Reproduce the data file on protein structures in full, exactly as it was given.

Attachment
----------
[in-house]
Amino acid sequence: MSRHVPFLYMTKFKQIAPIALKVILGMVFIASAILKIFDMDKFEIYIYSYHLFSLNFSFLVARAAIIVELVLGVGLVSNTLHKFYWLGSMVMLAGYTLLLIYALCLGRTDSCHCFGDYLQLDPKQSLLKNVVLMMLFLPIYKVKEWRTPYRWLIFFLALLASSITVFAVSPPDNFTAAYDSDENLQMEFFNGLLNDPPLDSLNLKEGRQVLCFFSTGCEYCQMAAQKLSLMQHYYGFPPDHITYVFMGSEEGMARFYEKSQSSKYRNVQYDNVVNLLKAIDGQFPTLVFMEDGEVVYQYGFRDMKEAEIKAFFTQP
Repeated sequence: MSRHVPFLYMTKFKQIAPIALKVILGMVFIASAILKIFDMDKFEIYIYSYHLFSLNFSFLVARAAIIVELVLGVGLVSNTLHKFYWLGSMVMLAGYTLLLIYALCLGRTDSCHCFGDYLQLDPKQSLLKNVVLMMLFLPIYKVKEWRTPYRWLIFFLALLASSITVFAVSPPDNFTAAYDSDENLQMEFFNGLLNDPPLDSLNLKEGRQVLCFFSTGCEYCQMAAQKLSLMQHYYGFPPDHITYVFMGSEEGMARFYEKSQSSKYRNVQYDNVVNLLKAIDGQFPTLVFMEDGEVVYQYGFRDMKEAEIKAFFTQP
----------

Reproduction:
[in-house]
Amino acid sequence: MSRHVPFLYMTKFKQIAPIALKVILGMVFIASAILKIFDMDKFEIYIYSYHLFSLNFSFLVARAAIIVELVLGVGLVSNTLHKFYWLGSMVMLAGYTLLLIYALCLGRTDSCHCFGDYLQLDPKQSLLKNVVLMMLFLPIYKVKEWRTPYRWLIFFLALLASSITVFAVSPPDNFTAAYDSDENLQMEFFNGLLNDPPLDSLNLKEGRQVLCFFSTGCEYCQMAAQKLSLMQHYYGFPPDHITYVFMGSEEGMARFYEKSQSSKYRNVQYDNVVNLLKAIDGQFPTLVFMEDGEVVYQYGFRDMKEAEIKAFFTQP
Repeated sequence: MSRHVPFLYMTKFKQIAPIALKVILGMVFIASAILKIFDMDKFEIYIYSYHLFSLNFSFLVARAAIIVELVLGVGLVSNTLHKFYWLGSMVMLAGYTLLLIYALCLGRTDSCHCFGDYLQLDPKQSLLKNVVLMMLFLPIYKVKEWRTPYRWLIFFLALLASSITVFAVSPPDNFTAAYDSDENLQMEFFNGLLNDPPLDSLNLKEGRQVLCFFSTGCEYCQMAAQKLSLMQHYYGFPPDHITYVFMGSEEGMARFYEKSQSSKYRNVQYDNVVNLLKAIDGQFPTLVFMEDGEVVYQYGFRDMKEAEIKAFFTQP